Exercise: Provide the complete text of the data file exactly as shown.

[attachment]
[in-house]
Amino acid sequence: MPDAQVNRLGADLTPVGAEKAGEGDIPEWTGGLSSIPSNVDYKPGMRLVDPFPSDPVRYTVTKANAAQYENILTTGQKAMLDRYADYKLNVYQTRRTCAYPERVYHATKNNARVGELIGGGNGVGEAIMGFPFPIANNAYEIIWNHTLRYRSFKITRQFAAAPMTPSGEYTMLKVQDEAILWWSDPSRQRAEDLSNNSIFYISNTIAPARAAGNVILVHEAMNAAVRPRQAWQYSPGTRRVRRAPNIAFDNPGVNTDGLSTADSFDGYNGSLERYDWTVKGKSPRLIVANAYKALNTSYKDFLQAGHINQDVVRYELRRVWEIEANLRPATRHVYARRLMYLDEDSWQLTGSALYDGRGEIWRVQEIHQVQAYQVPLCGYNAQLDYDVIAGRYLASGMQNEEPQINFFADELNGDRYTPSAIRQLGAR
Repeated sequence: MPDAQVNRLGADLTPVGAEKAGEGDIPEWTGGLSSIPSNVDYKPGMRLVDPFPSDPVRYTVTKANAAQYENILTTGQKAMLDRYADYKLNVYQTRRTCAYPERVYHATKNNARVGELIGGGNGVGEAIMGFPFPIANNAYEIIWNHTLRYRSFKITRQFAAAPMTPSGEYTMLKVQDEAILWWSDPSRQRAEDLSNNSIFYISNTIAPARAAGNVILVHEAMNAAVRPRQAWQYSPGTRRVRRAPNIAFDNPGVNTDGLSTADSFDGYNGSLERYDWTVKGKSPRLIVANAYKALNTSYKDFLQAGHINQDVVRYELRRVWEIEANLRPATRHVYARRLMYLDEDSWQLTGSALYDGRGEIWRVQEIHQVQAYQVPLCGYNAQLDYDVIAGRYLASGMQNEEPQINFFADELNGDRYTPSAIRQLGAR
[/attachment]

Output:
[in-house]
Amino acid sequence: MPDAQVNRLGADLTPVGAEKAGEGDIPEWTGGLSSIPSNVDYKPGMRLVDPFPSDPVRYTVTKANAAQYENILTTGQKAMLDRYADYKLNVYQTRRTCAYPERVYHATKNNARVGELIGGGNGVGEAIMGFPFPIANNAYEIIWNHTLRYRSFKITRQFAAAPMTPSGEYTMLKVQDEAILWWSDPSRQRAEDLSNNSIFYISNTIAPARAAGNVILVHEAMNAAVRPRQAWQYSPGTRRVRRAPNIAFDNPGVNTDGLSTADSFDGYNGSLERYDWTVKGKSPRLIVANAYKALNTSYKDFLQAGHINQDVVRYELRRVWEIEANLRPATRHVYARRLMYLDEDSWQLTGSALYDGRGEIWRVQEIHQVQAYQVPLCGYNAQLDYDVIAGRYLASGMQNEEPQINFFADELNGDRYTPSAIRQLGAR
Repeated sequence: MPDAQVNRLGADLTPVGAEKAGEGDIPEWTGGLSSIPSNVDYKPGMRLVDPFPSDPVRYTVTKANAAQYENILTTGQKAMLDRYADYKLNVYQTRRTCAYPERVYHATKNNARVGELIGGGNGVGEAIMGFPFPIANNAYEIIWNHTLRYRSFKITRQFAAAPMTPSGEYTMLKVQDEAILWWSDPSRQRAEDLSNNSIFYISNTIAPARAAGNVILVHEAMNAAVRPRQAWQYSPGTRRVRRAPNIAFDNPGVNTDGLSTADSFDGYNGSLERYDWTVKGKSPRLIVANAYKALNTSYKDFLQAGHINQDVVRYELRRVWEIEANLRPATRHVYARRLMYLDEDSWQLTGSALYDGRGEIWRVQEIHQVQAYQVPLCGYNAQLDYDVIAGRYLASGMQNEEPQINFFADELNGDRYTPSAIRQLGAR